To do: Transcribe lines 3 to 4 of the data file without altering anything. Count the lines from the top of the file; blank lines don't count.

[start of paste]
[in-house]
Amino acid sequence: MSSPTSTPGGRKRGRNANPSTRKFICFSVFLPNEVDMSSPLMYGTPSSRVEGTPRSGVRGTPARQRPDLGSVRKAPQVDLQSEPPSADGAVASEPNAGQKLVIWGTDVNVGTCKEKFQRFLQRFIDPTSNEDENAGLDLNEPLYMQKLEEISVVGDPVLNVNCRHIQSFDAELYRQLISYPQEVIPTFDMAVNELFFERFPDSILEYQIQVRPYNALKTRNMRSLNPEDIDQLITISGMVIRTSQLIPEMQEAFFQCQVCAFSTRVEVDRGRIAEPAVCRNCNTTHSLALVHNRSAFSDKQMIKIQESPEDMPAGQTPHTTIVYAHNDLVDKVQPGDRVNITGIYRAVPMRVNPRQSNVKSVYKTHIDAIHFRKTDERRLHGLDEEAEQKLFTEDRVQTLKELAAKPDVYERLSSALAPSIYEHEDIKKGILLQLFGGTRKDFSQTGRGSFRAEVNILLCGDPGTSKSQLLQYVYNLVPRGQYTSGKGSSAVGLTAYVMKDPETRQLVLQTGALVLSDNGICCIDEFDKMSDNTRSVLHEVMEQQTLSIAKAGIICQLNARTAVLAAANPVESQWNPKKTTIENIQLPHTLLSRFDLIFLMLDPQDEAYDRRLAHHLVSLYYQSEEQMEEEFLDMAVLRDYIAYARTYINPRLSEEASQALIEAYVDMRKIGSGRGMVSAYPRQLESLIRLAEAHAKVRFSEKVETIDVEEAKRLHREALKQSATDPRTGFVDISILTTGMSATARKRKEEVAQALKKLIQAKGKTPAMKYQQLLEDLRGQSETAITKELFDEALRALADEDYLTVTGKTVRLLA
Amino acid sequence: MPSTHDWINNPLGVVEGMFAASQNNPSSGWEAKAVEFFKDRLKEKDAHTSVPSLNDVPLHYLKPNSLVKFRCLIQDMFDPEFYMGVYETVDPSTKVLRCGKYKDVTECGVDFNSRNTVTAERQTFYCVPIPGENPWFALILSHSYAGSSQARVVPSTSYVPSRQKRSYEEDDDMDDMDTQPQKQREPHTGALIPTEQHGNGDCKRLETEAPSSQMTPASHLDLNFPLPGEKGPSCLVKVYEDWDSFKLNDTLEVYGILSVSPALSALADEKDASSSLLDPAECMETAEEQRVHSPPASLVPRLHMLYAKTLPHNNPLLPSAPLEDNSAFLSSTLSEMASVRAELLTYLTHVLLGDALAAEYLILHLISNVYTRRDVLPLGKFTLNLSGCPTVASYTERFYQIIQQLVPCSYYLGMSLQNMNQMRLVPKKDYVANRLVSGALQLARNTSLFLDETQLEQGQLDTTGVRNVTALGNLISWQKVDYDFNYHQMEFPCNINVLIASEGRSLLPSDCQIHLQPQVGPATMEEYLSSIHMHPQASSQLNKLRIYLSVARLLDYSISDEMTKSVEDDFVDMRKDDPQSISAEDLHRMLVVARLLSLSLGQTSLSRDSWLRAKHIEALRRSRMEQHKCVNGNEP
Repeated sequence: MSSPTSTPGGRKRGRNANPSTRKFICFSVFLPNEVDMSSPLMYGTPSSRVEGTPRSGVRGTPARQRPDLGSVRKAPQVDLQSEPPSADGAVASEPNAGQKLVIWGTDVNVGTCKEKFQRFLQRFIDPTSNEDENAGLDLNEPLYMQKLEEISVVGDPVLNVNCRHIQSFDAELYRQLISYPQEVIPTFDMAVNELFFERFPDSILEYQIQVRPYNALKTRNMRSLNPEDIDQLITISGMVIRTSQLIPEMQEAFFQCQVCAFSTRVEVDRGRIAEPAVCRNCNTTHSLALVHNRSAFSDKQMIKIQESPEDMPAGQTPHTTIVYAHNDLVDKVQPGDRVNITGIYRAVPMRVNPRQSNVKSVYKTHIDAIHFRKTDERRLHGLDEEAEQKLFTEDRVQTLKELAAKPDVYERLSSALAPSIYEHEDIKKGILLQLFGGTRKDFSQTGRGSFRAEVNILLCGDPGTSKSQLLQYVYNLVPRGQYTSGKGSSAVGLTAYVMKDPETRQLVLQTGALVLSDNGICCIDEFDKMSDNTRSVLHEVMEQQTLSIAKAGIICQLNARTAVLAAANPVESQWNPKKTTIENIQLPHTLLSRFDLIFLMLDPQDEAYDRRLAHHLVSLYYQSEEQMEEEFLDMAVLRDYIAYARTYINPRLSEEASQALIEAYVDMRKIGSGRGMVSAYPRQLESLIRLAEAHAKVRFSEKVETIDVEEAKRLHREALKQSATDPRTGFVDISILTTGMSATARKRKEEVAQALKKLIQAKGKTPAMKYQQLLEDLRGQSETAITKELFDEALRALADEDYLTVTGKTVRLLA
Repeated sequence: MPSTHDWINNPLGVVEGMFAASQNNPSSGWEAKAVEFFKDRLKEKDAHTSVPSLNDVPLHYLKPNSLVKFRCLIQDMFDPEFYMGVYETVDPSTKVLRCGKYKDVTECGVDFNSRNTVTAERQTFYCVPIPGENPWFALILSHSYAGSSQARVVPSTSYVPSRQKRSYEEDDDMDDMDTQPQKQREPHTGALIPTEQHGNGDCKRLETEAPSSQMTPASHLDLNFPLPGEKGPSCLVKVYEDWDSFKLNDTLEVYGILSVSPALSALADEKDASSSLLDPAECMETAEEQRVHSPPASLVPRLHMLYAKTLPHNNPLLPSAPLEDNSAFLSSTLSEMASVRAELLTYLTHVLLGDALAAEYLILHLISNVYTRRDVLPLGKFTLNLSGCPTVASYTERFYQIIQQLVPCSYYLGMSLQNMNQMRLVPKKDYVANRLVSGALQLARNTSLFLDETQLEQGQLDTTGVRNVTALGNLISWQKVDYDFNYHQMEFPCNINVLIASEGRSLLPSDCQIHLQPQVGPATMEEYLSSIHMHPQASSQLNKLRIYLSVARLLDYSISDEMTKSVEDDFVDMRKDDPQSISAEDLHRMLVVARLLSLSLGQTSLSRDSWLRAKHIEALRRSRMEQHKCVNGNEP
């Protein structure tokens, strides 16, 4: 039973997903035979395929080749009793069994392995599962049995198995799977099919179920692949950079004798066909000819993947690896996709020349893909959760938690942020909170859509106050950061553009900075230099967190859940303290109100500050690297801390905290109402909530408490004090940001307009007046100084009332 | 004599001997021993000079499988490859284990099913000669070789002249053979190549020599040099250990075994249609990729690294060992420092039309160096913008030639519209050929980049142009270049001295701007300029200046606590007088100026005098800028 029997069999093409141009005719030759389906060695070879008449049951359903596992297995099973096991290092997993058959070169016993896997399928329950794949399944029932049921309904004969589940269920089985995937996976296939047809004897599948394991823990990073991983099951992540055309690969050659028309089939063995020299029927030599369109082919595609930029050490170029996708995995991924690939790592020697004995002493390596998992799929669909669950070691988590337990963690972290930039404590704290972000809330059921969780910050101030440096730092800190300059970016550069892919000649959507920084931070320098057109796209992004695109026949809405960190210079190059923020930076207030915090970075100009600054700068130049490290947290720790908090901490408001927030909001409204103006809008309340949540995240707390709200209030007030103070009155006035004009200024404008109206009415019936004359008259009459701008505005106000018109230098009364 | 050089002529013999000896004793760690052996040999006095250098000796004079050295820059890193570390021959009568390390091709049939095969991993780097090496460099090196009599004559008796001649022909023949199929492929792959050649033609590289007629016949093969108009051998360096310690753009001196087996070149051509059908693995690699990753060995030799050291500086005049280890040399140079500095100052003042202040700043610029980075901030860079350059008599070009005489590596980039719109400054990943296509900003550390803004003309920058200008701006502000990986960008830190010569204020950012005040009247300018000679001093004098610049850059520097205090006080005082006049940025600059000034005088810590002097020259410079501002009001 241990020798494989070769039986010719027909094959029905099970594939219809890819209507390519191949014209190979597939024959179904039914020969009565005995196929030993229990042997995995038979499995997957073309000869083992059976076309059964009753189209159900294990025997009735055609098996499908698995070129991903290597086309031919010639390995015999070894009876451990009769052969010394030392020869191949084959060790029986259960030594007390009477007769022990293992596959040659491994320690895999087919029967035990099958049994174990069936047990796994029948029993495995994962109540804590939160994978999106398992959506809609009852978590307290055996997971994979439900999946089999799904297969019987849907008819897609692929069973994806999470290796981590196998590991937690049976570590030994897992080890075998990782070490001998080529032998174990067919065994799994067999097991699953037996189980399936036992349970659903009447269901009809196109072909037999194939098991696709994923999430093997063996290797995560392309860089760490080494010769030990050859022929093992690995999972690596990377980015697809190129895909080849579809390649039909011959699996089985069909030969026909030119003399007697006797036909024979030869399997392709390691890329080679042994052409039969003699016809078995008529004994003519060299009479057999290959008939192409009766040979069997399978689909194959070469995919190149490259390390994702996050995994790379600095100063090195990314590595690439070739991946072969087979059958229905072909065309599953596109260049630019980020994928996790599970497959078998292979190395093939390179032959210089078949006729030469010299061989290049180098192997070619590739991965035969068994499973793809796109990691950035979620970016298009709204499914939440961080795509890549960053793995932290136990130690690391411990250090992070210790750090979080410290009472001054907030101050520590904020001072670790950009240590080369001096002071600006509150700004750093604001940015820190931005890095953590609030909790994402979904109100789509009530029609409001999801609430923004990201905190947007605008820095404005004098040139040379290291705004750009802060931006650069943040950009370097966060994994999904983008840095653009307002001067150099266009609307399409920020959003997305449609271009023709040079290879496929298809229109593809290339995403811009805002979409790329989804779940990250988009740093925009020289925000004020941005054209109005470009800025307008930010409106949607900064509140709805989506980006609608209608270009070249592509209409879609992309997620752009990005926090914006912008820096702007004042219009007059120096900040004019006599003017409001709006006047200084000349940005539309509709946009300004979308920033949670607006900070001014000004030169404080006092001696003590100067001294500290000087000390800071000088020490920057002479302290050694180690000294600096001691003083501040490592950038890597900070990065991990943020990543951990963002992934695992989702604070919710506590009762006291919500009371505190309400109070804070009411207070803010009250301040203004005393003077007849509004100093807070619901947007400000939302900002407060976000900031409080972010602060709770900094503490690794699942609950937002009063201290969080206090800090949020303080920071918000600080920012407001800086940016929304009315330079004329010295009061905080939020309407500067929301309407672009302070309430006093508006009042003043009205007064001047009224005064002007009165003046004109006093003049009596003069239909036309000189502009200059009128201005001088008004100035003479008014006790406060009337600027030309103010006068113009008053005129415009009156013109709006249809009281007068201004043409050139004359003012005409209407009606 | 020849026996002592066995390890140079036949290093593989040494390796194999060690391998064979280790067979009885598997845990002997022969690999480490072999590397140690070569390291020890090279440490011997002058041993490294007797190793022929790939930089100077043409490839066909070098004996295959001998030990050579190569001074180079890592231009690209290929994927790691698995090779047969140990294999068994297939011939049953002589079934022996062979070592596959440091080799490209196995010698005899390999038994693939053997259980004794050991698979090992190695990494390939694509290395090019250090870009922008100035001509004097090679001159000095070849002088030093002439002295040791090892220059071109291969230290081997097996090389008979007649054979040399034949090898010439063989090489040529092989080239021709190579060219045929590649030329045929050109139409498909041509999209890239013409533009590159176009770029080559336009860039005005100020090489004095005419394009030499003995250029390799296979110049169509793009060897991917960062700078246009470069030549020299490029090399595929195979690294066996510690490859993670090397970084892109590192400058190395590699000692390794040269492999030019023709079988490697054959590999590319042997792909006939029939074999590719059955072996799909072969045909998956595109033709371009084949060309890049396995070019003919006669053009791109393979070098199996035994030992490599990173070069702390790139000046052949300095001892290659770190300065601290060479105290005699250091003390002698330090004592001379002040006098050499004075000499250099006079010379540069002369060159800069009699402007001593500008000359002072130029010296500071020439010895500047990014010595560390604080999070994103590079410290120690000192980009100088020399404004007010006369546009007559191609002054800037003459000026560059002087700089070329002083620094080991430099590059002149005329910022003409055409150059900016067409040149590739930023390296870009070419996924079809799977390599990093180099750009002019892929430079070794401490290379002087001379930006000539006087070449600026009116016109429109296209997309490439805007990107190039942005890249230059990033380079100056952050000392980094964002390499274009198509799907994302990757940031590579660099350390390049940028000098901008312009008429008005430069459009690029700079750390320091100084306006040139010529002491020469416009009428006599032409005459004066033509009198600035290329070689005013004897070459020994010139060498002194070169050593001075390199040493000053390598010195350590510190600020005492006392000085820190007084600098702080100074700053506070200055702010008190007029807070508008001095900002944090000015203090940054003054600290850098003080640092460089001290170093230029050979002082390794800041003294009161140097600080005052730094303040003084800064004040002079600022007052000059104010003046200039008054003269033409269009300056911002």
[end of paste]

Amino acid sequence: MPSTHDWINNPLGVVEGMFAASQNNPSSGWEAKAVEFFKDRLKEKDAHTSVPSLNDVPLHYLKPNSLVKFRCLIQDMFDPEFYMGVYETVDPSTKVLRCGKYKDVTECGVDFNSRNTVTAERQTFYCVPIPGENPWFALILSHSYAGSSQARVVPSTSYVPSRQKRSYEEDDDMDDMDTQPQKQREPHTGALIPTEQHGNGDCKRLETEAPSSQMTPASHLDLNFPLPGEKGPSCLVKVYEDWDSFKLNDTLEVYGILSVSPALSALADEKDASSSLLDPAECMETAEEQRVHSPPASLVPRLHMLYAKTLPHNNPLLPSAPLEDNSAFLSSTLSEMASVRAELLTYLTHVLLGDALAAEYLILHLISNVYTRRDVLPLGKFTLNLSGCPTVASYTERFYQIIQQLVPCSYYLGMSLQNMNQMRLVPKKDYVANRLVSGALQLARNTSLFLDETQLEQGQLDTTGVRNVTALGNLISWQKVDYDFNYHQMEFPCNINVLIASEGRSLLPSDCQIHLQPQVGPATMEEYLSSIHMHPQASSQLNKLRIYLSVARLLDYSISDEMTKSVEDDFVDMRKDDPQSISAEDLHRMLVVARLLSLSLGQTSLSRDSWLRAKHIEALRRSRMEQHKCVNGNEP
Repeated sequence: MSSPTSTPGGRKRGRNANPSTRKFICFSVFLPNEVDMSSPLMYGTPSSRVEGTPRSGVRGTPARQRPDLGSVRKAPQVDLQSEPPSADGAVASEPNAGQKLVIWGTDVNVGTCKEKFQRFLQRFIDPTSNEDENAGLDLNEPLYMQKLEEISVVGDPVLNVNCRHIQSFDAELYRQLISYPQEVIPTFDMAVNELFFERFPDSILEYQIQVRPYNALKTRNMRSLNPEDIDQLITISGMVIRTSQLIPEMQEAFFQCQVCAFSTRVEVDRGRIAEPAVCRNCNTTHSLALVHNRSAFSDKQMIKIQESPEDMPAGQTPHTTIVYAHNDLVDKVQPGDRVNITGIYRAVPMRVNPRQSNVKSVYKTHIDAIHFRKTDERRLHGLDEEAEQKLFTEDRVQTLKELAAKPDVYERLSSALAPSIYEHEDIKKGILLQLFGGTRKDFSQTGRGSFRAEVNILLCGDPGTSKSQLLQYVYNLVPRGQYTSGKGSSAVGLTAYVMKDPETRQLVLQTGALVLSDNGICCIDEFDKMSDNTRSVLHEVMEQQTLSIAKAGIICQLNARTAVLAAANPVESQWNPKKTTIENIQLPHTLLSRFDLIFLMLDPQDEAYDRRLAHHLVSLYYQSEEQMEEEFLDMAVLRDYIAYARTYINPRLSEEASQALIEAYVDMRKIGSGRGMVSAYPRQLESLIRLAEAHAKVRFSEKVETIDVEEAKRLHREALKQSATDPRTGFVDISILTTGMSATARKRKEEVAQALKKLIQAKGKTPAMKYQQLLEDLRGQSETAITKELFDEALRALADEDYLTVTGKTVRLLA